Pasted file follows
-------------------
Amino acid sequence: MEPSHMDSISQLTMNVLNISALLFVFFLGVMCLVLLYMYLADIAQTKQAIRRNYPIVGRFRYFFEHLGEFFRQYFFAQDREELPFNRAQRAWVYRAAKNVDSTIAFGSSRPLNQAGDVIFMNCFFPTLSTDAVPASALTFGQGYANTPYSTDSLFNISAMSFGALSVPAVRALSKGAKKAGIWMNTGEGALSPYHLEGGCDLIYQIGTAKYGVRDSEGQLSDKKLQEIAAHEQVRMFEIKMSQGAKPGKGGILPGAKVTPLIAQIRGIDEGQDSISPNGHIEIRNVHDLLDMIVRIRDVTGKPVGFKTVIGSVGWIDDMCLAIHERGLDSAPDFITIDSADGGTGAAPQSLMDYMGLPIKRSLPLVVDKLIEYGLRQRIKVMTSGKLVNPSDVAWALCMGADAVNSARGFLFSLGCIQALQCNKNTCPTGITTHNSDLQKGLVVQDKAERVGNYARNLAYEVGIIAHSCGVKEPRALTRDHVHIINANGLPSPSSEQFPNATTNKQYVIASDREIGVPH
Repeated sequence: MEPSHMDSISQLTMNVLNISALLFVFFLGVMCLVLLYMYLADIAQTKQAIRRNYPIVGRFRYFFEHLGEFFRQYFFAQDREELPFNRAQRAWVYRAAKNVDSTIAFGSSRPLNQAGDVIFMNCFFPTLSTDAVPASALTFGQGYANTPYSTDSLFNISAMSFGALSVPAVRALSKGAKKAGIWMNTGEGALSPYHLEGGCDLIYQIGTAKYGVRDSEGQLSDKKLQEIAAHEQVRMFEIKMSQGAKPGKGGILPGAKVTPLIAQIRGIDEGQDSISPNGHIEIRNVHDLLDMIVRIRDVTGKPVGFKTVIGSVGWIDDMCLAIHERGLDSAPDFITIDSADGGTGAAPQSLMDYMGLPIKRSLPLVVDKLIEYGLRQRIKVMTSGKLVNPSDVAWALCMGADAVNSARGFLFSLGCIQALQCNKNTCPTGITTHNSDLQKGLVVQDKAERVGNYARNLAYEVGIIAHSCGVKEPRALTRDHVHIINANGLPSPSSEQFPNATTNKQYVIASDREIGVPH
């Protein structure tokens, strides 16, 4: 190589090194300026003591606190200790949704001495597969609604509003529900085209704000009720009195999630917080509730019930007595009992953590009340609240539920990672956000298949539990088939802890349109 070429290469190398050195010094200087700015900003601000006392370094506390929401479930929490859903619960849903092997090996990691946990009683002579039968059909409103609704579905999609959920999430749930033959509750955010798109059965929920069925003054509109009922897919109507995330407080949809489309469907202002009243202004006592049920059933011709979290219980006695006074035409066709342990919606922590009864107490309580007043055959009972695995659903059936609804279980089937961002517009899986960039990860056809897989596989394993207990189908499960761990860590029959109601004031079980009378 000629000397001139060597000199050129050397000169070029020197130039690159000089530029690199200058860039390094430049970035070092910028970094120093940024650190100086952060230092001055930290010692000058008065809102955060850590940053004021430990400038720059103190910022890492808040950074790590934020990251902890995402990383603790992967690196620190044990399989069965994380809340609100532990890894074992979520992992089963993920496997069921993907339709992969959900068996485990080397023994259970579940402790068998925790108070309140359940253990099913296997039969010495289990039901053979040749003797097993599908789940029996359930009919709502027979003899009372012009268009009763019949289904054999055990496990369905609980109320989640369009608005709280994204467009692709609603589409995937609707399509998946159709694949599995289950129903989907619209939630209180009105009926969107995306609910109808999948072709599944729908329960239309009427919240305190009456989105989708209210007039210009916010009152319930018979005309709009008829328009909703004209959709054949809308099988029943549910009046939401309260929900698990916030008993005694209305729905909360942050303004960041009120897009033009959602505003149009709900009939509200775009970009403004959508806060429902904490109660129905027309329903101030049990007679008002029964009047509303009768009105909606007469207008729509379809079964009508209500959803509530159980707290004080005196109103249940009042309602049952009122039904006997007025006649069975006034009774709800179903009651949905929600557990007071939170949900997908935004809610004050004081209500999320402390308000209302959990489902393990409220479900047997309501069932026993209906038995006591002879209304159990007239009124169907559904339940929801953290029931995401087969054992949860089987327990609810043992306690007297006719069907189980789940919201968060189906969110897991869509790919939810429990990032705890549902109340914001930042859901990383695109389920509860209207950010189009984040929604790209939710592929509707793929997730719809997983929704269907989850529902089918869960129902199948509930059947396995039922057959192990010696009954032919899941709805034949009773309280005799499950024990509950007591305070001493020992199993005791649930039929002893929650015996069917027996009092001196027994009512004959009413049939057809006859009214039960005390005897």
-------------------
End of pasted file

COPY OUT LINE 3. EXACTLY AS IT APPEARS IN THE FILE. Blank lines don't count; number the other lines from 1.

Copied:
């Protein structure tokens, strides 16, 4: 190589090194300026003591606190200790949704001495597969609604509003529900085209704000009720009195999630917080509730019930007595009992953590009340609240539920990672956000298949539990088939802890349109 070429290469190398050195010094200087700015900003601000006392370094506390929401479930929490859903619960849903092997090996990691946990009683002579039968059909409103609704579905999609959920999430749930033959509750955010798109059965929920069925003054509109009922897919109507995330407080949809489309469907202002009243202004006592049920059933011709979290219980006695006074035409066709342990919606922590009864107490309580007043055959009972695995659903059936609804279980089937961002517009899986960039990860056809897989596989394993207990189908499960761990860590029959109601004031079980009378 000629000397001139060597000199050129050397000169070029020197130039690159000089530029690199200058860039390094430049970035070092910028970094120093940024650190100086952060230092001055930290010692000058008065809102955060850590940053004021430990400038720059103190910022890492808040950074790590934020990251902890995402990383603790992967690196620190044990399989069965994380809340609100532990890894074992979520992992089963993920496997069921993907339709992969959900068996485990080397023994259970579940402790068998925790108070309140359940253990099913296997039969010495289990039901053979040749003797097993599908789940029996359930009919709502027979003899009372012009268009009763019949289904054999055990496990369905609980109320989640369009608005709280994204467009692709609603589409995937609707399509998946159709694949599995289950129903989907619209939630209180009105009926969107995306609910109808999948072709599944729908329960239309009427919240305190009456989105989708209210007039210009916010009152319930018979005309709009008829328009909703004209959709054949809308099988029943549910009046939401309260929900698990916030008993005694209305729905909360942050303004960041009120897009033009959602505003149009709900009939509200775009970009403004959508806060429902904490109660129905027309329903101030049990007679008002029964009047509303009768009105909606007469207008729509379809079964009508209500959803509530159980707290004080005196109103249940009042309602049952009122039904006997007025006649069975006034009774709800179903009651949905929600557990007071939170949900997908935004809610004050004081209500999320402390308000209302959990489902393990409220479900047997309501069932026993209906038995006591002879209304159990007239009124169907559904339940929801953290029931995401087969054992949860089987327990609810043992306690007297006719069907189980789940919201968060189906969110897991869509790919939810429990990032705890549902109340914001930042859901990383695109389920509860209207950010189009984040929604790209939710592929509707793929997730719809997983929704269907989850529902089918869960129902199948509930059947396995039922057959192990010696009954032919899941709805034949009773309280005799499950024990509950007591305070001493020992199993005791649930039929002893929650015996069917027996009092001196027994009512004959009413049939057809006859009214039960005390005897």